This anthology contained eight short stories centered around spring time love. Each story was whimsical, quirky, and romantic. Some stories were weaker than others, and some were highly developed enough to become their own stand alone books. Spring time is always a time of magic as flora bloom and fauna procreate. This served as the backdrop for all of the short stories. Whether it was a pagan love story, or a mermaid tale, or Greek gods falling in love- spring romance was definitely in the air. I appreciate Seton Hill University for helping to put this anthology together which featured some great writers and helped to showcase their emerging talents. As a lover of fantasy fiction, this book was a light and easy read that satisfied my mystical book thirst. This is the perfect book to enjoy on a lovely Spring day in the garden amongst the flowers and bees. There was just enough romance to satisfy romantic novel lovers and plenty of magic for fantasy connoisseurs. The stories were not too long and not too short and had many cliffhangers which I hope means a second volume is in the works! The season of Spring always serves as a reminder that anything is possible…….especially when love and magic are involved!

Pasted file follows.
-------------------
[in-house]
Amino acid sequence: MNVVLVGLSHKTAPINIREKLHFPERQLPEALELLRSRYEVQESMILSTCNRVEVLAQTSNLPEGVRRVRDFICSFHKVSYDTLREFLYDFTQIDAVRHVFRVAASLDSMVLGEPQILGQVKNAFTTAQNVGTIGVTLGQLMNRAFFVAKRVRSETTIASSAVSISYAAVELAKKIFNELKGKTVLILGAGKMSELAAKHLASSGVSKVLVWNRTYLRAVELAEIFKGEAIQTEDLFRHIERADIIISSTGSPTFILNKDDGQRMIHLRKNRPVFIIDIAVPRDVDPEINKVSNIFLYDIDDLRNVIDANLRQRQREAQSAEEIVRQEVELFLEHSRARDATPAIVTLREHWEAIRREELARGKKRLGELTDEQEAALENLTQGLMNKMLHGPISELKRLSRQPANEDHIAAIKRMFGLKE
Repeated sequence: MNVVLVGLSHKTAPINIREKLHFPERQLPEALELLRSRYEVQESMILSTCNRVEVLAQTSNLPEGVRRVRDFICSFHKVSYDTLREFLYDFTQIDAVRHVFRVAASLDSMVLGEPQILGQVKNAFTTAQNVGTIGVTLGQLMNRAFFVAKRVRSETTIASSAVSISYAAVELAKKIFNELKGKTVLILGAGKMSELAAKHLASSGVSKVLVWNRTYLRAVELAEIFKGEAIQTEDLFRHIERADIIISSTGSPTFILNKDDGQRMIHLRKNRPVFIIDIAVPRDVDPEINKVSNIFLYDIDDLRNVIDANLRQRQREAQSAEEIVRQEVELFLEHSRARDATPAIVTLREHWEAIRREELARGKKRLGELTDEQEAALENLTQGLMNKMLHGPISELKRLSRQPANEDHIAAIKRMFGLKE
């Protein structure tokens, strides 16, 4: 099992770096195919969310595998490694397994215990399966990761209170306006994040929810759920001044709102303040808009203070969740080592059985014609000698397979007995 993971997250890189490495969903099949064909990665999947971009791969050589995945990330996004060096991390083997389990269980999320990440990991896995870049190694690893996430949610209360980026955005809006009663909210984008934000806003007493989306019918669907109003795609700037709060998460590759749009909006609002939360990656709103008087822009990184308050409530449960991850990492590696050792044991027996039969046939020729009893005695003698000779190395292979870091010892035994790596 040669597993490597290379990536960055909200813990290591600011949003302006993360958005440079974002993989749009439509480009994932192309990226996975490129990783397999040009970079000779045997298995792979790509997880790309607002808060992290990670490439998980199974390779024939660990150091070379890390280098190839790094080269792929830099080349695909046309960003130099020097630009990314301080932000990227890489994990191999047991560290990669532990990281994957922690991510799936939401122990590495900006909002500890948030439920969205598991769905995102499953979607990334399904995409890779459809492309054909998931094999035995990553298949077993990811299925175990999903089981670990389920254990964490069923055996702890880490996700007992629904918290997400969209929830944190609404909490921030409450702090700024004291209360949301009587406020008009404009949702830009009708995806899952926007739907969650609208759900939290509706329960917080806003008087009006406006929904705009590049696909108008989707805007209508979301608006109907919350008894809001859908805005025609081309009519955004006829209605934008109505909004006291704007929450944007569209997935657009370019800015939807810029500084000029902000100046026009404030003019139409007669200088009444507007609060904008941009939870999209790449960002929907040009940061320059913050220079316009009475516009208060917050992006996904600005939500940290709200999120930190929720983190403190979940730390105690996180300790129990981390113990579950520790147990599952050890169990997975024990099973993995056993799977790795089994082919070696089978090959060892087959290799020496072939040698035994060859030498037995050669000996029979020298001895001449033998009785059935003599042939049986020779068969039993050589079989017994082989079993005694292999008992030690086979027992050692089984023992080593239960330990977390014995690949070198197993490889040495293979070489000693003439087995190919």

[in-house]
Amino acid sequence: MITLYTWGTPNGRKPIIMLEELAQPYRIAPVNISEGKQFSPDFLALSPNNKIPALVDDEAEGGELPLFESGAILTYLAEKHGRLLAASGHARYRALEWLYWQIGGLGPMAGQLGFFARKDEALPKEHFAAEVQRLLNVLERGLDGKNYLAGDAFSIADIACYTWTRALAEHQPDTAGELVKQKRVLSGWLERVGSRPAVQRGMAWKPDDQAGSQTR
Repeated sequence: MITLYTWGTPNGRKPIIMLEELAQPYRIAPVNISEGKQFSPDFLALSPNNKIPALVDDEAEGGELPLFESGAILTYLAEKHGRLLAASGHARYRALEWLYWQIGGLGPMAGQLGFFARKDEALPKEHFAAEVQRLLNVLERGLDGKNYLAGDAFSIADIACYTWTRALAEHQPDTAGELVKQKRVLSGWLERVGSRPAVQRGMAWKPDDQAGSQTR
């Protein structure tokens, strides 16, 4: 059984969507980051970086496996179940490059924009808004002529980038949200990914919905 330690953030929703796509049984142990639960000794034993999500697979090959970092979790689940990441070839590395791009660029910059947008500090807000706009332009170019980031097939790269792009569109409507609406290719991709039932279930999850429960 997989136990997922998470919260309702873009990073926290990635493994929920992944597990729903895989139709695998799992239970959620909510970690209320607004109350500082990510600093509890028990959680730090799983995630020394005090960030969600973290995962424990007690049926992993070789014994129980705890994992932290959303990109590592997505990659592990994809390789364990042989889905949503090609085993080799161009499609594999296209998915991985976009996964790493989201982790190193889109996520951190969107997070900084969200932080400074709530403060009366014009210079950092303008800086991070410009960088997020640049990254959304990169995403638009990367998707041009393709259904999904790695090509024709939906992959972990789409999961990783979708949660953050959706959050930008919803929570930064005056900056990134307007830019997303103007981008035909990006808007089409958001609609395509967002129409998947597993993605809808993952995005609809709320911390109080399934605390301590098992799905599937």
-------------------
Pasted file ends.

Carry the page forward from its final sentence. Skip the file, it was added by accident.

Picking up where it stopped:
This book was a metaphysical exploration of the collective consciousness, magnetism, memory recall, and the limits of the human experience. The main character Gabriel, an architect, begins to tap into the reservoir we call the collective consciousness due to an enigmatic character named Cairo. Think of it as a database where old memories, suppressed feelings and thoughts get archived. I couldn’t help but notice that the use of architecture throughout the story was reminiscent of a classical technique known as the Art of Memory. This technique required the individual to create a mental picture of a building with rooms. Usually this building was one which was familiar to the individual. Different objects would be envisioned in each room, leading the individual through the building of their mind. This technique was used ultimately for memory recall. I wonder if the author intentionally or unintentionally incorporated this technique into the story? Regardless, it serves as a genius metaphor for memory retrieval. The human mind is like a building with thousands of rooms that contain compartmentalized experiences. Deep spiritual practices such as meditation or for the purpose of this book- magnetic pulses, can assist with breaking into these rooms to collect what was believed to be lost. The story makes a point that it’s not simply about remembering what once was- rather it’s a full mind, body, soul experience that shatters the five senses into heightened awareness, and creates a spiritual awakening whereby one realizes that nothing is ever truly lost- but simply unconscious. If time is an illusion, than what once was, is what is now. Artificial memories become the norm such as memorizing useless information, and forgetting what happened merely minutes ago, while natural memories become stored into a hermetic reservoir. The human mind can be both logical and illogical at times, and The Cairo Pulse explores this idea- pushing the boundaries of what we believe to be the human potential.